Seattle college shooting and the ghosts of Philadelphia

     The T-shirt Memorial lists the names of the 201 people killed by guns in Philadelphia in 2013 at the Unitarian Universalist Church of the Restoration in Mt. Airy (Solomon Jones/ for NewsWorks)

    The T-shirt Memorial lists the names of the 201 people killed by guns in Philadelphia in 2013 at the Unitarian Universalist Church of the Restoration in Mt. Airy (Solomon Jones/ for NewsWorks)

    On Thursday when I learned that one person was killed and three others wounded in a shooting at Seattle Pacific University, I was numb.

    In a country where incidents like the Seattle college shooting are commonplace, it’s hard to feel anything anymore. We shake our heads, count the bodies and add them to the statistics. But I know firsthand that shooting victims are not numbers. They’re people.

    All too familiar

    I have known young men who’ve died from gun violence.

    I have seen the toxic pain and rage on the face of a grieving father.

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    I have witnessed the vacant look of grief in the eyes of a mourning mother.

    I know that one instance of gun violence can scar entire families.

    Yet even I have fallen into the habit of tallying scores, as if gun violence is a game.

    Here in Philadelphia, where shooting deaths were down nearly 30 percent last year (PDF, page 7), there is a chorus of voices shouting that we’ve turned the corner.

    For a moment, I was ready to believe them, but that was before I saw the T-shirts.

    Jarring sight

    At first I didn’t notice them.

    I would drive along Stenton Avenue in Philadelphia’s Mt. Airy, glancing at the grassy expanse in front of the Unitarian Universalist Church of the Restoration. I’d occasionally look at the 201 T-shirts mounted on makeshift crosses. When a car passed, I’d watch the T-shirts billow like sails, or ripple ever so slightly.    

    These T-shirts moved like ghosts, and in a way, they were exactly that.

    Each one bore a handwritten name, age and date.

    Each represented a Philadelphian who’d been shot to death in 2013. 

    Each commemorated a life.

    The display was arranged by an organization called Heeding God’s Call, a group of faith communities that banded together to curb illegal gun trafficking. Their focus is preventing straw purchasing, an illegal act that occurs when a person buys guns for resale to those who can’t buy them legally.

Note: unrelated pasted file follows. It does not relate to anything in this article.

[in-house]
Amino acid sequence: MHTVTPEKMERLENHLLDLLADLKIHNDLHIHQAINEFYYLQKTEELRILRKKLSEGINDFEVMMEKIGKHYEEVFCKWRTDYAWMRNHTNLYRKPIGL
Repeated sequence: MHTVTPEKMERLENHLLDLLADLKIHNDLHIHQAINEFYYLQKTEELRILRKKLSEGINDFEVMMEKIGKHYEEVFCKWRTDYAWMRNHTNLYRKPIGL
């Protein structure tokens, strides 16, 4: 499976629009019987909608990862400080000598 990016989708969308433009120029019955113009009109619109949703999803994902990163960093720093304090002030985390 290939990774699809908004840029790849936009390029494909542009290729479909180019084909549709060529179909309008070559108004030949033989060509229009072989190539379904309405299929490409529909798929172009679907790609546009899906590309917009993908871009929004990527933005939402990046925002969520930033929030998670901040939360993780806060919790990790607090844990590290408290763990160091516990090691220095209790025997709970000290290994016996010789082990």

The group has protested at gun shops. That’s been effective, in its way. But there was something about the sight of those T-shirts hanging on makeshift crosses.

    There was nothing neat about the display; nothing loud or ostentatious. There were simply the names of the dead, and the empty shirts they could have worn had they lived.

    I tried to contact the organization to ask about the memorial, but there was no answer. However, there was a stack of flyers near the display. I took one. It said, in part, “Each name represents a whole person, a child of God. Each one deserves to be remembered. Each death deserves to be noted and mourned.”

    I agree.

    More than statistics

    For years, we have counted shooting deaths meticulously. We have calculated and analyzed and measured the statistical trends.

    But have we remembered names like Ryan Brown, a 22-year-old shooting victim who died three days before Christmas?

    Have we mourned the loss of Brandon Payton, shot dead at the age of 23?

    Have we looked at shooting victims as whole people, or have we simply reduced them to numbers?

    Maybe it’s easier to ignore the reality of gun violence if we simply count the bodies.

    Perhaps if we see victims as numbers, we won’t see them as equivalent to ourselves.

    Maybe we can even pretend that we are somehow invincible — that guns could never get to us.

    But when we stop counting and compiling statistics, when we stop long enough to see a whole person, we see that gun violence is everyone’s problem. The name on the next T-shirt could very well be ours.

    That alone should be enough to make us act. 

    Read more at Solomon Jones’ website.

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